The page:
In 2014, the then London Mayor Boris Johnson told the Environmental Audit Committee that the push towards diesel vehicles was a “massive failure of public policy” [HC 212, December 2014, Q108]. In 2015, the then shadow environment minister, Barry Gardiner, told Channel 4 “There’s absolutely no question that the decision [the Labour Government] took was the wrong decision. But at that time we didn’t have the evidence that subsequently we did have”.
The Government has not as yet given an indication that it would support a diesel scrappage scheme. In the March 2016 Budget the Chancellor indicated that if there are going to be changes affecting diesel it will not be until the autumn. [Red Book, para 5.11].
There have been rumours recently (e.g. here) that a scrappage in the works but nothing official has been said. Motoring organisations have called on the Prime Minister to support a scrappage scheme. In February 2017, nearly 300 healthcare professionals wrote to the Prime Minister expressing concerns about the health impacts of air pollution and calling on the Government to introduce a national diesel reduction initiative.
During a trip to the Middle East in early April 2017 Mrs May said she was “very conscious of the fact that past governments have encouraged people to buy diesel cars and we need to take that into account” when drawing up a new Air Quality Plan.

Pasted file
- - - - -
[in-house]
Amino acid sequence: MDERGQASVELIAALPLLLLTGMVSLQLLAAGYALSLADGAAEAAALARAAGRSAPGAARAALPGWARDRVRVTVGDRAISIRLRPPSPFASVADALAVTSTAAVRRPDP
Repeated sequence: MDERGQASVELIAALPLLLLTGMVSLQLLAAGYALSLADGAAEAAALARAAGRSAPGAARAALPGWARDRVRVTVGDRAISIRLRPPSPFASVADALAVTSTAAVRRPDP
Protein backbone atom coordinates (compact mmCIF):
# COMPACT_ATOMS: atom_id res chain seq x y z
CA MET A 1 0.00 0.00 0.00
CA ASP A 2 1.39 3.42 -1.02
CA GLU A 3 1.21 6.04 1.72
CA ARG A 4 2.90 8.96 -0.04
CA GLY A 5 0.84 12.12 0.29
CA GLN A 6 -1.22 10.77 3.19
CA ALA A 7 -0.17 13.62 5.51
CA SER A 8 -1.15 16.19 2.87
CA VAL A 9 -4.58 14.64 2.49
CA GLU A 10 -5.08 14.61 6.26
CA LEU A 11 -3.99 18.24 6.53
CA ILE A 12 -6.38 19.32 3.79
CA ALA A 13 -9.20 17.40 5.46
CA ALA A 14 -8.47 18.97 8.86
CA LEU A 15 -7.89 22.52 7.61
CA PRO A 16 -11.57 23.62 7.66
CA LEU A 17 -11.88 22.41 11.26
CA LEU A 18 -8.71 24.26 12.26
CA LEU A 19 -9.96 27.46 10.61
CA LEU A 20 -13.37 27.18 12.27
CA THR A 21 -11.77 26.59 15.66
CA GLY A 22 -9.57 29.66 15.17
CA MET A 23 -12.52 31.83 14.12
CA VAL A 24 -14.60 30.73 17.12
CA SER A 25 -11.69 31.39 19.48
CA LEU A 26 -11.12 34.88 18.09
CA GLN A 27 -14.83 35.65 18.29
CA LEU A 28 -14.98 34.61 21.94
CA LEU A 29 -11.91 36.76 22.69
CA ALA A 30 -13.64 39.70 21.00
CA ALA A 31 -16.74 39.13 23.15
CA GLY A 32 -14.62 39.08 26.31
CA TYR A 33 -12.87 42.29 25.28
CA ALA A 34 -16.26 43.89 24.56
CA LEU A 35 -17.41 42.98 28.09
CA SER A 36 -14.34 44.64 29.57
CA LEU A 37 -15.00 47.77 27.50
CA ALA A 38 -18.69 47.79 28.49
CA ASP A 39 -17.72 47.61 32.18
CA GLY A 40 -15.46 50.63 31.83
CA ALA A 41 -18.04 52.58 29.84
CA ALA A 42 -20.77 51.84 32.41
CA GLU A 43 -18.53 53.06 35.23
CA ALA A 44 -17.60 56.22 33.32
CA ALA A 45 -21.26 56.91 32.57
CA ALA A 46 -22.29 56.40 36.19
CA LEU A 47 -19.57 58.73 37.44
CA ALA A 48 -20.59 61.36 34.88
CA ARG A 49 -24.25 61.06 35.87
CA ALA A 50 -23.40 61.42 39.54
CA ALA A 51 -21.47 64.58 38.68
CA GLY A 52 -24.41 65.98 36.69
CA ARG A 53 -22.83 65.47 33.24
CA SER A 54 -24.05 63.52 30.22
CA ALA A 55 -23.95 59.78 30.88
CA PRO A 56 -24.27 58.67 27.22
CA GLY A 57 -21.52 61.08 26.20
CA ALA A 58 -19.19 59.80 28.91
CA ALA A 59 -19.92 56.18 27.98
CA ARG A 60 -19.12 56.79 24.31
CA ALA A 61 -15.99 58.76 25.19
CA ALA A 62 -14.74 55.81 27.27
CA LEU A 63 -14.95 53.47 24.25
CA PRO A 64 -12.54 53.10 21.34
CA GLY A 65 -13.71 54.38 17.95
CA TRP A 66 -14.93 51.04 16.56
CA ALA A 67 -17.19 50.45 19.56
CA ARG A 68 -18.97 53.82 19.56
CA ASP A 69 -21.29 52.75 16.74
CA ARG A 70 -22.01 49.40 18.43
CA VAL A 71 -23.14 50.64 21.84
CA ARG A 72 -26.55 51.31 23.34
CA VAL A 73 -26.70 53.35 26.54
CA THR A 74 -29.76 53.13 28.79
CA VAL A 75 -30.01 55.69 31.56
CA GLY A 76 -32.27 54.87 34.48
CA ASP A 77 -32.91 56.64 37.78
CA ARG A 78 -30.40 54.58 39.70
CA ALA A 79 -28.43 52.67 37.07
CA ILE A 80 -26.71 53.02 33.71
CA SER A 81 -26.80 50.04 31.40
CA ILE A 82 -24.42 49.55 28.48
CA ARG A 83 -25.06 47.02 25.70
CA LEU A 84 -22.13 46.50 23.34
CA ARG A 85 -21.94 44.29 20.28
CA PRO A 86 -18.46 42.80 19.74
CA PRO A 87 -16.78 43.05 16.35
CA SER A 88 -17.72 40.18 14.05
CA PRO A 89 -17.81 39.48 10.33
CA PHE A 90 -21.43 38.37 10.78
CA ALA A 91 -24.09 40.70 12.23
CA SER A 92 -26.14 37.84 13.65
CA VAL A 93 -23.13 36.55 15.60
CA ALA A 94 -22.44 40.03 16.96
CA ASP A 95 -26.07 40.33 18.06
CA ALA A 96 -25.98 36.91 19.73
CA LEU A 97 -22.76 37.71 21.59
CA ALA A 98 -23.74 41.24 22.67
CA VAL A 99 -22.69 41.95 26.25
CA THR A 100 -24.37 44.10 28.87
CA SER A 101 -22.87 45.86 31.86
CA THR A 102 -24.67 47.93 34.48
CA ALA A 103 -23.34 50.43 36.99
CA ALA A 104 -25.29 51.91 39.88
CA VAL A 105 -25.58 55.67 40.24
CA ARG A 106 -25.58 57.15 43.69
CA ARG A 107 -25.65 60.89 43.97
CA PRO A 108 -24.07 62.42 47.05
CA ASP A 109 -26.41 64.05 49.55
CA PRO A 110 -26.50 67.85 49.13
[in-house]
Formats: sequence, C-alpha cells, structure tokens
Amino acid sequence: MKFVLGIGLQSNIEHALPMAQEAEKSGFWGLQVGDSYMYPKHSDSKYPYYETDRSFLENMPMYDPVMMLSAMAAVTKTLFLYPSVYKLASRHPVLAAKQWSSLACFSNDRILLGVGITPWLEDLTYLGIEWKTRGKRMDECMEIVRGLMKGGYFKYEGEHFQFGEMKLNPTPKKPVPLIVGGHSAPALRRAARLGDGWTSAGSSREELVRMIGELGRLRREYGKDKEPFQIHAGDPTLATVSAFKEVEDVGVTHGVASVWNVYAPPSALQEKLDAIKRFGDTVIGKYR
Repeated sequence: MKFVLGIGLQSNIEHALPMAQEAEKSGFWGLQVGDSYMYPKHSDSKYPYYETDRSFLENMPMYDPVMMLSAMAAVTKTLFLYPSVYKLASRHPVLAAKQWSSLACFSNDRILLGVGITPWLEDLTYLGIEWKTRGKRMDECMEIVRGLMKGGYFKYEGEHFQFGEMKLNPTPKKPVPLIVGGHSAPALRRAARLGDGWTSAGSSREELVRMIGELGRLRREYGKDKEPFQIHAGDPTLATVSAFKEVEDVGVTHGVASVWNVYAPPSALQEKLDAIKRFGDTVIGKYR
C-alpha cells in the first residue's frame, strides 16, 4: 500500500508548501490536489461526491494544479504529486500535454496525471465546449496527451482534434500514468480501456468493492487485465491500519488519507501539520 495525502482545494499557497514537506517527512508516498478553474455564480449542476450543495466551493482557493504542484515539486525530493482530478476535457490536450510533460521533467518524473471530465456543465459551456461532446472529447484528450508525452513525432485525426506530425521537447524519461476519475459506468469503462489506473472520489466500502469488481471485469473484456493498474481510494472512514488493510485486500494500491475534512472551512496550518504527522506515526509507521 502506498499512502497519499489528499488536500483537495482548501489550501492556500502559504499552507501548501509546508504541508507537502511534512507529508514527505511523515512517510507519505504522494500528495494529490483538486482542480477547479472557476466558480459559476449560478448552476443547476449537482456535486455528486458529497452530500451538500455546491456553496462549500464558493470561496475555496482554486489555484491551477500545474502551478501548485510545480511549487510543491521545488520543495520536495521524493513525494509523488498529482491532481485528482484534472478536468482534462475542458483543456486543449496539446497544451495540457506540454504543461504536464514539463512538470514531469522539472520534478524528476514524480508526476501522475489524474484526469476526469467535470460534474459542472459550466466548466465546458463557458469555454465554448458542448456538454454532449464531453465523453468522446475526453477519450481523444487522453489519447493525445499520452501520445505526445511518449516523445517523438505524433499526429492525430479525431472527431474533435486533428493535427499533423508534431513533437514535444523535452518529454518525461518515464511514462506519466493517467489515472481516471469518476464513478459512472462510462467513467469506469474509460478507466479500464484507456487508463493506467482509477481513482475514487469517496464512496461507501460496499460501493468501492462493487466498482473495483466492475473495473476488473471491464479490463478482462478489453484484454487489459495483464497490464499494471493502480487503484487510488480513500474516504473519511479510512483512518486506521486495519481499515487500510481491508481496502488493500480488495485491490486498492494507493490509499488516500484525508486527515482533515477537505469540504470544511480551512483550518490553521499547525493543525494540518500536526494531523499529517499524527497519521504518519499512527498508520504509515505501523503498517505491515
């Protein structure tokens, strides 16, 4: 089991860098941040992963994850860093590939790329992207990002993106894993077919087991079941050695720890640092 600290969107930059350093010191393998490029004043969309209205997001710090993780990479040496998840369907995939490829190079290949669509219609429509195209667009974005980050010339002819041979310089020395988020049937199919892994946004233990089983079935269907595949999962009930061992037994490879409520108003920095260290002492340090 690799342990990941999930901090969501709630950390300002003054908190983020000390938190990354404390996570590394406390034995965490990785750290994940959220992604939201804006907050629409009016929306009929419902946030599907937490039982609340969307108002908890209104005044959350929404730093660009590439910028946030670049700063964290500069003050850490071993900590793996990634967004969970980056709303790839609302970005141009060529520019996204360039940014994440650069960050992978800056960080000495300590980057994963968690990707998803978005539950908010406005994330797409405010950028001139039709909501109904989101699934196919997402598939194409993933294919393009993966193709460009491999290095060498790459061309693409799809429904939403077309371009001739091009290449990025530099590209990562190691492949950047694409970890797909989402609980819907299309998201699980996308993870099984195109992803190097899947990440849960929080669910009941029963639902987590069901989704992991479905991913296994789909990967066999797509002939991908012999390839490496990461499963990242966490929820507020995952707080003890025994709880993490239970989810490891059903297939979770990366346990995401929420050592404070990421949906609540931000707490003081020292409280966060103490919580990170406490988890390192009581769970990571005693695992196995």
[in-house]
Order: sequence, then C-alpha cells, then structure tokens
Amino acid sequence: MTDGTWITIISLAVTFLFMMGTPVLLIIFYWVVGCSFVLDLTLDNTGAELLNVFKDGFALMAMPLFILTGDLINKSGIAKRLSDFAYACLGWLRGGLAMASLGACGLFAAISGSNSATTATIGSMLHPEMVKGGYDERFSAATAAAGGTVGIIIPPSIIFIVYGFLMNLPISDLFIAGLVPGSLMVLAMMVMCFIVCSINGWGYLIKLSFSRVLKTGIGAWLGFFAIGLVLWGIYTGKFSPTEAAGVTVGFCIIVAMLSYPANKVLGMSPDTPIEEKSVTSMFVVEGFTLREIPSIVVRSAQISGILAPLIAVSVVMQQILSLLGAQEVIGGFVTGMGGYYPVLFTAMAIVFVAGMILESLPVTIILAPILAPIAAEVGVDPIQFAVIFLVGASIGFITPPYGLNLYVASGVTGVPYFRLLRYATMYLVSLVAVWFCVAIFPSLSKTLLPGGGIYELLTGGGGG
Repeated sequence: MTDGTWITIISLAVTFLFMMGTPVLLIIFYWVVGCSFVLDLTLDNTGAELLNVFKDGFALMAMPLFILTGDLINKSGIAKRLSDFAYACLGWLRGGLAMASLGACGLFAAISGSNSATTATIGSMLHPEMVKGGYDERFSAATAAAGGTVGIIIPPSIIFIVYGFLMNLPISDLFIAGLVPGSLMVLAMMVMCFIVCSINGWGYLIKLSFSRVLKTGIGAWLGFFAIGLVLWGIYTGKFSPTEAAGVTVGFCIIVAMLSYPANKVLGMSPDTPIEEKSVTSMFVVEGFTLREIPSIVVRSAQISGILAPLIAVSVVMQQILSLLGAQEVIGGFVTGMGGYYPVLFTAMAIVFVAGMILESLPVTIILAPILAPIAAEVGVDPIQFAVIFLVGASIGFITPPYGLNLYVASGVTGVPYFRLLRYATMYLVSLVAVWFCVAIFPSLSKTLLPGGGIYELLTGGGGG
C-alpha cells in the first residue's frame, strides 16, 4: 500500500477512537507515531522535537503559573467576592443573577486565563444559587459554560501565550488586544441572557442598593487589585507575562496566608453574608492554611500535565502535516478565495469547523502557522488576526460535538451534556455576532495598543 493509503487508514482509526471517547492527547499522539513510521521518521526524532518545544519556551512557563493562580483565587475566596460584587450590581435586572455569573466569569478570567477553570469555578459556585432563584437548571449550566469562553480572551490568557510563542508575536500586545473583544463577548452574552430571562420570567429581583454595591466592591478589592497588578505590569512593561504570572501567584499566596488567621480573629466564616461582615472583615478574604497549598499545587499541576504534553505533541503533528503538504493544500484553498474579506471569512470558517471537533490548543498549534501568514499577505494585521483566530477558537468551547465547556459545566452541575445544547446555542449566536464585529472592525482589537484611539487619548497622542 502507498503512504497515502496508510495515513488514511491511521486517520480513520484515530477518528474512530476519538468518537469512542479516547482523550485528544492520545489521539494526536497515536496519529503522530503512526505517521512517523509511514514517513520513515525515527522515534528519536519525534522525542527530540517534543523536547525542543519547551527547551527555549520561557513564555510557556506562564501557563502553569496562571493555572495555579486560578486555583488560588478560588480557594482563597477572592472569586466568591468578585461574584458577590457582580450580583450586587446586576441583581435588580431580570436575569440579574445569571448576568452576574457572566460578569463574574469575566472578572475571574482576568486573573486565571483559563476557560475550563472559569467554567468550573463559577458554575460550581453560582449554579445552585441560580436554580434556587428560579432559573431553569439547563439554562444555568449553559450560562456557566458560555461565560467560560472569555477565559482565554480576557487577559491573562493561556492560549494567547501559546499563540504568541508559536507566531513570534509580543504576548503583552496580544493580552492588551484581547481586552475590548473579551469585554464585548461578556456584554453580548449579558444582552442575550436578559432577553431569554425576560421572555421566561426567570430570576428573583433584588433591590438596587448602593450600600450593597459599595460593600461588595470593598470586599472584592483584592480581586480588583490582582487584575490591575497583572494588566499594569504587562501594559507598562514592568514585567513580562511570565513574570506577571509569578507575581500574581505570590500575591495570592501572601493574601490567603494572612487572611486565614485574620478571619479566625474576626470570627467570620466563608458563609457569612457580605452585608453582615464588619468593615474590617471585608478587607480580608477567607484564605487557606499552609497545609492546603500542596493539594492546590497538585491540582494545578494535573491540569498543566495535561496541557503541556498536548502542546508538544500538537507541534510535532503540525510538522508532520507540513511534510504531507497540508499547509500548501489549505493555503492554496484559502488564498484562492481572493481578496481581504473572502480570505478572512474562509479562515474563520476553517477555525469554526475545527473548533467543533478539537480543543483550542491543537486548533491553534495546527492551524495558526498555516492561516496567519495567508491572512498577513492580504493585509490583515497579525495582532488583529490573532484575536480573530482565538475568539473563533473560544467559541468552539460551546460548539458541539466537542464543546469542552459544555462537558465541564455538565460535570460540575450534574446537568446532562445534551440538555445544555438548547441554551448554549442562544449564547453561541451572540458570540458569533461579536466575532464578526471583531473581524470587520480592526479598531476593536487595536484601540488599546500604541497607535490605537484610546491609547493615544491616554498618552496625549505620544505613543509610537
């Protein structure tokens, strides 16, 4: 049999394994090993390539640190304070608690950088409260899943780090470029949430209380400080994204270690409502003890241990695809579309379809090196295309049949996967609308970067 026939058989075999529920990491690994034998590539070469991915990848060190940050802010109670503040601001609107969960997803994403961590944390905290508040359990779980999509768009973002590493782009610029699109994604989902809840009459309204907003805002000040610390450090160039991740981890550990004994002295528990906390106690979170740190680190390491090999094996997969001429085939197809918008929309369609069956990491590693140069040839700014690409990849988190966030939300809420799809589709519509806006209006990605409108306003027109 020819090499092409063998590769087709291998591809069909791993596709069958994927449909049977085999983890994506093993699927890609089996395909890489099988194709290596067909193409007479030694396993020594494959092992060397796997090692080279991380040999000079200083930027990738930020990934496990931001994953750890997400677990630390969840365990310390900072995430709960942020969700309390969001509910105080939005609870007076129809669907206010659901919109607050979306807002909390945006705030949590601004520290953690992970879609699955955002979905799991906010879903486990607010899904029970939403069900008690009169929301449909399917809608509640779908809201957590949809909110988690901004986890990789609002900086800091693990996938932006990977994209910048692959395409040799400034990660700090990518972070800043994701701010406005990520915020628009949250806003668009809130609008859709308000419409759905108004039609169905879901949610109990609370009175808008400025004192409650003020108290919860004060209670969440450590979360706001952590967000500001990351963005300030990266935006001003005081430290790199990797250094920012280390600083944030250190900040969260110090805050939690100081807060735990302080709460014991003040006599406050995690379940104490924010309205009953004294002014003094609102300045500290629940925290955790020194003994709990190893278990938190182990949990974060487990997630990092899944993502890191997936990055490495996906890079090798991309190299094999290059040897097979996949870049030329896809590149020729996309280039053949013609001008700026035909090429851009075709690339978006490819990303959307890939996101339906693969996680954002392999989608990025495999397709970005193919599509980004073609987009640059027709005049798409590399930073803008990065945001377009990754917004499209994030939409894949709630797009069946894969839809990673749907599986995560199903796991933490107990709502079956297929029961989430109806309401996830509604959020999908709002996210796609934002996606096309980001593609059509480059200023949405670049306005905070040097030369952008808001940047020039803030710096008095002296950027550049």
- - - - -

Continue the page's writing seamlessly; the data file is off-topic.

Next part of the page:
A scrappage scheme could have significant costs to the Exchequer. In December 2016 the Transport Minister John Hayes, in evidence to the EFRA Select Committee, said:
A scrappage system would be immensely costly because, to encourage people to scrap their existing cars, the scheme would have to be extremely generous. I am not sure that it is a place that we can go yet. Nothing is ruled out, and I am not ruling it out, but I do not want to give you a blithe, easy answer that we will get rid of all the diesels, they are all going to go, we will have a national scheme and all the rest of it when I do not necessarily think we will. [Q105]
The Mayor of London, Sadiq Khan, has published detailed proposals for a national scrappage scheme and a model for cities to tackle air pollution from diesel. Key recommendations included:
payments of £3,500 to scrap up to 70,000 polluting vans and minibuses in London and a national fund to support charities and small businesses that often own older diesel and mini buses (approximately £245 million in London);
a credit scheme valued at £2,000 to help low-income households in cities (those with incomes lower than £231.60 per week after housing costs) scrap up to 130,000 polluting cars, with incentives for car clubs and public transport (costing approximately £260 million in London); and
payments of £1,000 to help scrap up to 10,000 older polluting London taxis (this is in addition to extra TfL help for drivers to upgrade to greener taxis): traditionally the taxi trade has had a limited choice of heavy, polluting diesel vehicles but this proposed fund would be used alongside wider existing support to help drivers switch to new zero-emission models (approximately £10 million in London).
There have been assessments of the lifecycle costs of scrapping old cars and replacing them with new ones. However, this debate has generally focused on the carbon costs of producing new cars versus driving older ones. In other words on the resource and carbon costs of manufacturing a new car. This was discussed in a Telegraph article, Which is greener – new or old, from 2014.